Meeting the neighbors
Goldfish are quite social and can absolutely share living space with other fish. There are, however, a few caveats. First, keep in mind that red cap orandas are gentle souls who don't do well with aggressive fish. Even mildly aggressive fish can stress orandas, so stick to super mellow roommates.
Note too that red caps are slow swimmers. When housed with faster fish, orandas fall behind at feeding time and may not get enough to eat. They don't do well in koi ponds for this reason, since koi are voracious feeders. The best companions for red caps are other egg-shaped goldfish like the black moor, ranchu, lionhead, bubble eye, and ryukin, as well as snails, who help keep the tank clean.
Care and feeding
Red caps are fussier about water quality than the common goldfish and require very clean water. In addition to running a filtration system, you'll need to perform biweekly water changes. To do so, remove about 30 percent of the water in your fish tank. Replace it with bottled water or tap water that you've either conditioned to remove chemicals or allowed to sit for 24 hours.
Feed your oranda three times a day, remembering to mix up his diet a bit. As omnivores, red caps enjoy both meat and vegetables. Feed your fish a high-quality flake food every day and then treat him to brine shrimp, bloodworms, and the occasional lettuce leaf. When feeding worms and shrimp, always provide frozen specimens so you don't accidentally introduce bacteria or parasites into his environment.
Watch the wen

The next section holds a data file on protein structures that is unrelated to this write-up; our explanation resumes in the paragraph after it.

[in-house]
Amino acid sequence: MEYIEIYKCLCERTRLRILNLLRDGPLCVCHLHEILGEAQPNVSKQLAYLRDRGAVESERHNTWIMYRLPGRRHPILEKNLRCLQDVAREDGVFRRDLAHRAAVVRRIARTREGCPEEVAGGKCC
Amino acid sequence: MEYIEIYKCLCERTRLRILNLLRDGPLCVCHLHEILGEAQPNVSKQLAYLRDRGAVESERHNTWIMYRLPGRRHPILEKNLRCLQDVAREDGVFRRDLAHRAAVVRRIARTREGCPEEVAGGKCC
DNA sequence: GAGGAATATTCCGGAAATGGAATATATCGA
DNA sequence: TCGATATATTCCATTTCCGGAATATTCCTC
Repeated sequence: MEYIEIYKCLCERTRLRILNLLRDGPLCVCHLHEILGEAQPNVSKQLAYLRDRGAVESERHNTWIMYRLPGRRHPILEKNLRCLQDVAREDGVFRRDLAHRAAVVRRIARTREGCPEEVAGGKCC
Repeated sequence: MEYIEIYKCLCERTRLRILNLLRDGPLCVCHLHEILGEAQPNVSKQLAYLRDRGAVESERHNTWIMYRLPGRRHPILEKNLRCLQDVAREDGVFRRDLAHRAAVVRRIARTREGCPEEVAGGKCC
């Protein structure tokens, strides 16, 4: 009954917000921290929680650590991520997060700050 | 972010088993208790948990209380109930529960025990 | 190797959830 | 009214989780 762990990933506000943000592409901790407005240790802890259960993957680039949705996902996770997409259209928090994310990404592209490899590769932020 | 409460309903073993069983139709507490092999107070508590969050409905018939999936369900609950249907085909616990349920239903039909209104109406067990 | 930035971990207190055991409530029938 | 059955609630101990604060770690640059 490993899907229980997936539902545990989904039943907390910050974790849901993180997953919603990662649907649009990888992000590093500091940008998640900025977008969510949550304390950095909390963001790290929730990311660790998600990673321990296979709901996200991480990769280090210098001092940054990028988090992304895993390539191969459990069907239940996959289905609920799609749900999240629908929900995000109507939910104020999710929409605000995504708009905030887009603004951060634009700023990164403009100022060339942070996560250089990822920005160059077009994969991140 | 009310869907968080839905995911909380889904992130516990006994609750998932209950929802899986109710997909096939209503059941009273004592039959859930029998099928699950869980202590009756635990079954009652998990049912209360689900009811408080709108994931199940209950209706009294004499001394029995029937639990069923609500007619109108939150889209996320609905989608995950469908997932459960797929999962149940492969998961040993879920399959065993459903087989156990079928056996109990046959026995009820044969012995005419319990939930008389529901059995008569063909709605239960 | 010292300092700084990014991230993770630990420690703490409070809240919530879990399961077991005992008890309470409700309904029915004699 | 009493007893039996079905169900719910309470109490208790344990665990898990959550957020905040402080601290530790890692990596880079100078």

Sometimes, the wen growing on top of a red cap's head can get too big. If it does, it will hang over her eyes and make it difficult for her to spot food. If this happens to your fish, consult your veterinarian about a wen trim. During this procedure, the doctor will anesthetize your fish to keep her still and comfortable and then remove the problematic portion of the wen.
The wen can also cause other problems. Due to its wrinkly, brain-like texture, the wen is prone to catching and holding on to any bacteria or dirt found in the water. You can usually avoid problems by keeping the tank clean, but consult your vet if you notice anything odd about your fish's wen like discoloration, swelling, or soreness. An infected wen may require treatment or even removal.
Red cap goldfish are generally hardy and do well with proper care. Illnesses can happen, however, and some are fatal if left untreated. Ich is the most common aquarium fish disease and is characterized by white spots on the fish that look like salt. To deal with ich, treat your fish tank with an ich treatment promptly, carefully following the directions on the bottle.
Unfortunately, most other fish diseases have a wide variety of causes. Swim bladder disease, for example, causes a fish to have trouble staying upright when swimming. It has numerous causes, however, including constipation, deformity, parasites, and poor nutrition. These multiple causes make it hard to know how you should treat the condition.
The best course of action is to watch your fish for signs of illness and put in a call to your vet or an experienced aquarist for help if you see any signs. This minimizes your risk of misdiagnosing the problem or taking improper steps to treat the issue. Signs of illness you can look for include:
- Wounds and ulcers
- Cloudy skin or eyes
- Swimming sideways, upside down, or in circles
- Parasites on fish
- Loss of appetite